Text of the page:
IBM has announced two powerful new quantum computer processors, one client-ready and another in the works.
An IBM quantum computer cryostat (Image: Andy Aaron, IBM via Flickr)
Today's announcement includes both a 20 qubit processor ready for use by its IBM Q clients and an operational 50 qubit prototype currently in development. These numbers might be small in the grand scheme of what folks hope to one day do with quantum computers, but they're some of the highest in the industry to date. And progress comes fast.
"If you look back 18 months ago, we started with 5 qubits online," Jerry Chow, Manager of Experimental Quantum Computing team at IBM told Gizmodo. "We're really going hard at it."
A quantum computer is a completely different kind of computer. Rather than operating with bits that can only equal zeroes and ones like a regular computer, its bits, or "qubits", equal zero and one at the same time while calculations are taking place. A user initialises these qubits, which is sort of like setting the weights on a weighted die, and then lets them interact via the mathematical rules of quantum mechanics. There are certain tasks, such as factoring numbers and modelling molecules, where a quantum computer would be much faster than a regular computer. Today, each of these qubits are made from specially-fabricated electronics that must be held at temperatures near absolute zero.
You won't see a completely quantum computer for consumer use - that isn't the point. Instead, classical computers will interact with quantum computers via the cloud or some other system to perform calculations that benefit from the quantum speed-up.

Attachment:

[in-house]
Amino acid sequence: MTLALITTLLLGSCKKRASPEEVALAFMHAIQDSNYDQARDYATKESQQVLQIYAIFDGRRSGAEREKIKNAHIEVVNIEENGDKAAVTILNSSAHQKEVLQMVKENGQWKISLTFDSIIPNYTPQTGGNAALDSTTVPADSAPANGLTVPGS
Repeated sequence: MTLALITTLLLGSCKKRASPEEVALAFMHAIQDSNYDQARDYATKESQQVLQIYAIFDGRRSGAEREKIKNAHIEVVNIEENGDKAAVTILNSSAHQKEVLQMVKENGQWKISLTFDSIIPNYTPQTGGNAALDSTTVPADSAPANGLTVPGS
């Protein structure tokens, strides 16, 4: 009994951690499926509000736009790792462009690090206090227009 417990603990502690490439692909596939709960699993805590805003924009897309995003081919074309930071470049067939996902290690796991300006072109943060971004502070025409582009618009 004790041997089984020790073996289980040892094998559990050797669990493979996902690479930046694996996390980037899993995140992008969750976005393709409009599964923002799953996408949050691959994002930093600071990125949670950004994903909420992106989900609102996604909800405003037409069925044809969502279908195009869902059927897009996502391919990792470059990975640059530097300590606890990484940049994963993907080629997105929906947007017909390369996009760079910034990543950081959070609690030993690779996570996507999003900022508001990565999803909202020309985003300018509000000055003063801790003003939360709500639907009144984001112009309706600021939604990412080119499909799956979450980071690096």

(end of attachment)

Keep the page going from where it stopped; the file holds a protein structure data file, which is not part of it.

The cryostat for a 50 qubit quantum computer (Image: IBM Research/Flickr
The 20-qubit quantum processor would beat IBM's other offering as well as Intel's recent 17 qubit announcement. But Google has a 49-qubit processor in the works that may be the first quantum computer to out-perform a classical computer at the same task. Another group has announced a 51-qubit system that uses cold atoms instead of superconducting wires like IBM does.
And keep your head screwed on if you're starting to get excited - we have to be realistic. While not commenting specifically for this article, Ashley Montanaro, a lecturer at the University of Bristol, recently told Gizmodo "there's a lot of excitement but that automatically means there's a lot of hype".
These quantum computers still have very short "coherence times" - IBM's 20 qubit offering loses its ability to perform quantum calculations after only 90 microseconds (though this is industry-leading, according to the press release).
And improvement is about more than just qubit count. "We're all trying to keep making more and more capable quantum processors," Chow told Gizmodo. "Number [of qubits] is just one of those dimensions."
Qubits are incredibly error-prone, and it could take something like 2000 physical qubits to create a single usable qubit immune to errors that could be used in specially formulated quantum mathematical algorithms. This is something everyone in the industry is working on. For now, systems lacking error corrections are mainly used for simulating the laws of physics, like modelling molecules.
IBM has also announced updates to their QISKit Quantum Experience so everyone else can try running quantum algorithms of their own.
As for just how good these quantum computers are at modelling molecules, that's something Chow wants the IBM Q-clients to test, he said.
"We now have the toys to play with."